As a parent, we are always actively listening to our children and wondering is that normal? Why is he doing that? Is there something wrong? TRUST. YOUR. GUT!
If you feel like your child is having difficulty with speech, make sure you are listening to them interact with different people in their environment.
Does he talk differently to his peers compared to his teacher? Does your child stutter when they seem to be under a lot of stress?
After a while, you should be able to tell if there is a consistent pattern of disfluency. Don’t be afraid to reach out to your school’s Child Study Team or look into getting an independent evaluation. Treating problems early may prevent a child from falling behind socially and academically (ASHA, 2006).
What Kind of Help is Available?
The first person you can reach out to is a Speech-Language Pathologist. This person should be accredited with the American Speech and Hearing Association (ASHA), as well as their respective state. They will hold a Certificate of Clinical Competence (CCC) and will have either a Master’s or Doctorate degree.
Speech Blubs App also has great information, strategies and activities that you can start to implement at home until you find professional help!
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Activities to Encourage Fluency
- When your child is disfluent, try and look calm. Do not appear alarmed or frustrated with them.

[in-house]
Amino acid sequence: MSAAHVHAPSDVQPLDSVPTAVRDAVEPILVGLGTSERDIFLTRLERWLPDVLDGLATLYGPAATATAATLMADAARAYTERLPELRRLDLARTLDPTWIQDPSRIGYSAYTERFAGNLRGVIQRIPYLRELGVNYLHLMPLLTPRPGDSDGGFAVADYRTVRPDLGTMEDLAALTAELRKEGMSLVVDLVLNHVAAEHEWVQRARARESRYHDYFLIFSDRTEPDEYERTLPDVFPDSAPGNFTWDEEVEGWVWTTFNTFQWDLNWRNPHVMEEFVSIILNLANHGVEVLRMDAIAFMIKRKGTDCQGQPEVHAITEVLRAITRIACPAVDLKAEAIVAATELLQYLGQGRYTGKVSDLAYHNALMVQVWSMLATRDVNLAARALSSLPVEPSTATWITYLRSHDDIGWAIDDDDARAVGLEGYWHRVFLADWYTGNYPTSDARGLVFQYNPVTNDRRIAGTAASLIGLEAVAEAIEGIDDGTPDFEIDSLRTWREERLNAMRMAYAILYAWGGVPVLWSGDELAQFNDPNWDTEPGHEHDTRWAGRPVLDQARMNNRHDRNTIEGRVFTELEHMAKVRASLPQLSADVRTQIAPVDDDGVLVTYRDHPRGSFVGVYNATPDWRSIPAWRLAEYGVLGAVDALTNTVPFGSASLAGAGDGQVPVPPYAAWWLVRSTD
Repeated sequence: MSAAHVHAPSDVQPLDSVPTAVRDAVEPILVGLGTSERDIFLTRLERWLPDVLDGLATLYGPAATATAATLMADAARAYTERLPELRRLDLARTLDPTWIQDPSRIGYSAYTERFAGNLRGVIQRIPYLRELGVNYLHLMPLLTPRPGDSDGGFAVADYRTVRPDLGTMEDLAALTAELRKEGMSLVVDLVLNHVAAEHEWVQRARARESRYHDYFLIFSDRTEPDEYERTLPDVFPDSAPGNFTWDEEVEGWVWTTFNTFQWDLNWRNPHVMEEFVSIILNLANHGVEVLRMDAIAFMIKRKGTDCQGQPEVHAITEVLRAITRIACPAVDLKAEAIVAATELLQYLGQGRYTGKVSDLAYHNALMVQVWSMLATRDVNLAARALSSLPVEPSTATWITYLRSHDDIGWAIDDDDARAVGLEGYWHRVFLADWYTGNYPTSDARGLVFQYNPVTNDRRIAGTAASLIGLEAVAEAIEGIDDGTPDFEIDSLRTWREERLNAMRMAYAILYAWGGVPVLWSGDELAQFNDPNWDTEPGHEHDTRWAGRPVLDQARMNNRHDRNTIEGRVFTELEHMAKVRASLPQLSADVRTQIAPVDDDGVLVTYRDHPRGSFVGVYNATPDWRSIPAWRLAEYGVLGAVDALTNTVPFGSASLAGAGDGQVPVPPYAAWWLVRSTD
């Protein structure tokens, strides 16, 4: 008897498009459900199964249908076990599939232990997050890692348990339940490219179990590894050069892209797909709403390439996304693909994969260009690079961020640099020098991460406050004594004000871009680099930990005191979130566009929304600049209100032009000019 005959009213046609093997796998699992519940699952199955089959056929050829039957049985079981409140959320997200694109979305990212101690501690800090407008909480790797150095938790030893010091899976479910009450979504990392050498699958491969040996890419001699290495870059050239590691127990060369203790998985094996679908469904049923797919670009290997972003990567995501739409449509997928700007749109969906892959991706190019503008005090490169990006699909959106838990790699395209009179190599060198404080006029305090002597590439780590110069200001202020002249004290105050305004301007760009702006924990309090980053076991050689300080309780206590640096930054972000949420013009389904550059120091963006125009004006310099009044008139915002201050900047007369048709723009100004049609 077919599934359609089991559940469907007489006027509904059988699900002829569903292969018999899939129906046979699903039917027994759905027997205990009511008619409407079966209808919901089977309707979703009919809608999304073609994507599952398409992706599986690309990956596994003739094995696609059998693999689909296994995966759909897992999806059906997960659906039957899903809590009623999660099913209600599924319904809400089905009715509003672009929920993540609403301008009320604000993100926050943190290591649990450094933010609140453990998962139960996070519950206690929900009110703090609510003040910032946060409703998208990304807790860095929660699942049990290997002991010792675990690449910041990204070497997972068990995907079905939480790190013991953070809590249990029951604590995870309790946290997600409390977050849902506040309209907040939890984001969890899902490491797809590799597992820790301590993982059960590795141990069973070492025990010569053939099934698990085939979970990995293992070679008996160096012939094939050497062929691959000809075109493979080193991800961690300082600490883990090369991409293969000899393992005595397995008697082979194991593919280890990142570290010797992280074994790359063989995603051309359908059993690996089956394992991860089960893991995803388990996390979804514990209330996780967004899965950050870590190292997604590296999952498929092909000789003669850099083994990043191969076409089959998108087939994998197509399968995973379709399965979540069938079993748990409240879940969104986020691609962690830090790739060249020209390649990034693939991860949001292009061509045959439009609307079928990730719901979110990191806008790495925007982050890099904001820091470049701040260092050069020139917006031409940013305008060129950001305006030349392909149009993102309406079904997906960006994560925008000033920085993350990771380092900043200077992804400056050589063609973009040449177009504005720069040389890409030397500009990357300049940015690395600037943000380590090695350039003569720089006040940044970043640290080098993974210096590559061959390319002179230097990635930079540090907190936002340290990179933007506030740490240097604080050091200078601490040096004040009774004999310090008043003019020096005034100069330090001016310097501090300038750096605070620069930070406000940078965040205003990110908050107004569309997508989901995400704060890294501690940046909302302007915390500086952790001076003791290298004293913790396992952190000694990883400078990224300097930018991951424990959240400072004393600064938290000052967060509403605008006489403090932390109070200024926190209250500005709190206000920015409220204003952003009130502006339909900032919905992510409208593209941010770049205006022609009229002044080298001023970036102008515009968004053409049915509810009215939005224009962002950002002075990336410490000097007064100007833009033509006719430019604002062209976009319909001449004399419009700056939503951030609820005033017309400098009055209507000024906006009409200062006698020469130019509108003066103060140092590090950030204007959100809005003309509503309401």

- Be patient. Give your child the opportunity to “get it out.” Do not tell them to hurry up, slow down, take your time, do not work.
- Once your child has finished their message, repeat it back to him/her to ensure you understood the message.
- If your child is talking about an unfamiliar topic, more fluency issues may arise.
- Do not put your child in situations where their speech will be on main display, such as plays, asking them to give a speech, etc.
- You will need to slow down your rate of speech. If you talk fast, your child will learn the same speech pattern
- Allow for the opportunity for your child to answer the first question before you ask another question.
- Decrease distractions. If you have multiple children, give each child their own time to talk to you without the other child jumping into the conversation (e.g., “Ok Mike, you had your time to talk to mommy, now let’s let Kevin have his turn.”).
- The telephone is a huge area of concern for people who stutter. Acknowledge this and be more patient and understanding when a child who stutters is talking to you on the phone.
As always, please feel free to reach out to me if you have more concerns or questions regarding your childs’ speech patterns. Download Speech Blubs App and check their activities to help your child overcome stuttering!
- The Stuttering Foundation. (2002) If you think your child is stuttering …
- Sarah Peterson – Speech Language Pathology Handout (NJ Conference for School Based SLPs)
- American Speech Language Hearing Association (2005) Language and Literacy Development
- Healthtouch (2002) Questions and Answers about Stuttering American Speech-Language Hearing Association (2002). Characteristic